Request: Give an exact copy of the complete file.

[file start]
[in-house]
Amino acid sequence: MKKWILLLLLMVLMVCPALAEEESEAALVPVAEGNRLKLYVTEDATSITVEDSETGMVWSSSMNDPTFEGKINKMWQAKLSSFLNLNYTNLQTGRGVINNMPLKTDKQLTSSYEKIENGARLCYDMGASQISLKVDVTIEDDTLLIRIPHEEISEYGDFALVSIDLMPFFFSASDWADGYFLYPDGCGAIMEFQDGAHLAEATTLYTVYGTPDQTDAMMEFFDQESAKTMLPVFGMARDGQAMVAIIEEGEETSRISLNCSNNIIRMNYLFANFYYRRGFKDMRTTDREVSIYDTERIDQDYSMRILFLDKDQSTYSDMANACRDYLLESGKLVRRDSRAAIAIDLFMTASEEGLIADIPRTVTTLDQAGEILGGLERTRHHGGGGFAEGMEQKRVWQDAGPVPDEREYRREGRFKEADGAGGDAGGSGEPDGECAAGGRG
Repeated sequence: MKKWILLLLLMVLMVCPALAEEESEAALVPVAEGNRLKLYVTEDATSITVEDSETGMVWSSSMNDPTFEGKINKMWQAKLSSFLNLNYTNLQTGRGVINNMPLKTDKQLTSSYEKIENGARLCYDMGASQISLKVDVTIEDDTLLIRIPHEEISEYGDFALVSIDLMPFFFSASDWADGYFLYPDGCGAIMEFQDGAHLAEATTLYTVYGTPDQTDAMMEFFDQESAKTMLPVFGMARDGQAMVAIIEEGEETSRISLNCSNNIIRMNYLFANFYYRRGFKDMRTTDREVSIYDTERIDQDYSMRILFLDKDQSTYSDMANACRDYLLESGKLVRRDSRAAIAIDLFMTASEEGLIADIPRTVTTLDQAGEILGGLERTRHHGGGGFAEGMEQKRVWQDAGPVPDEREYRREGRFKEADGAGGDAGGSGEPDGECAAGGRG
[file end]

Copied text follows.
[in-house]
Amino acid sequence: MKKWILLLLLMVLMVCPALAEEESEAALVPVAEGNRLKLYVTEDATSITVEDSETGMVWSSSMNDPTFEGKINKMWQAKLSSFLNLNYTNLQTGRGVINNMPLKTDKQLTSSYEKIENGARLCYDMGASQISLKVDVTIEDDTLLIRIPHEEISEYGDFALVSIDLMPFFFSASDWADGYFLYPDGCGAIMEFQDGAHLAEATTLYTVYGTPDQTDAMMEFFDQESAKTMLPVFGMARDGQAMVAIIEEGEETSRISLNCSNNIIRMNYLFANFYYRRGFKDMRTTDREVSIYDTERIDQDYSMRILFLDKDQSTYSDMANACRDYLLESGKLVRRDSRAAIAIDLFMTASEEGLIADIPRTVTTLDQAGEILGGLERTRHHGGGGFAEGMEQKRVWQDAGPVPDEREYRREGRFKEADGAGGDAGGSGEPDGECAAGGRG
Repeated sequence: MKKWILLLLLMVLMVCPALAEEESEAALVPVAEGNRLKLYVTEDATSITVEDSETGMVWSSSMNDPTFEGKINKMWQAKLSSFLNLNYTNLQTGRGVINNMPLKTDKQLTSSYEKIENGARLCYDMGASQISLKVDVTIEDDTLLIRIPHEEISEYGDFALVSIDLMPFFFSASDWADGYFLYPDGCGAIMEFQDGAHLAEATTLYTVYGTPDQTDAMMEFFDQESAKTMLPVFGMARDGQAMVAIIEEGEETSRISLNCSNNIIRMNYLFANFYYRRGFKDMRTTDREVSIYDTERIDQDYSMRILFLDKDQSTYSDMANACRDYLLESGKLVRRDSRAAIAIDLFMTASEEGLIADIPRTVTTLDQAGEILGGLERTRHHGGGGFAEGMEQKRVWQDAGPVPDEREYRREGRFKEADGAGGDAGGSGEPDGECAAGGRG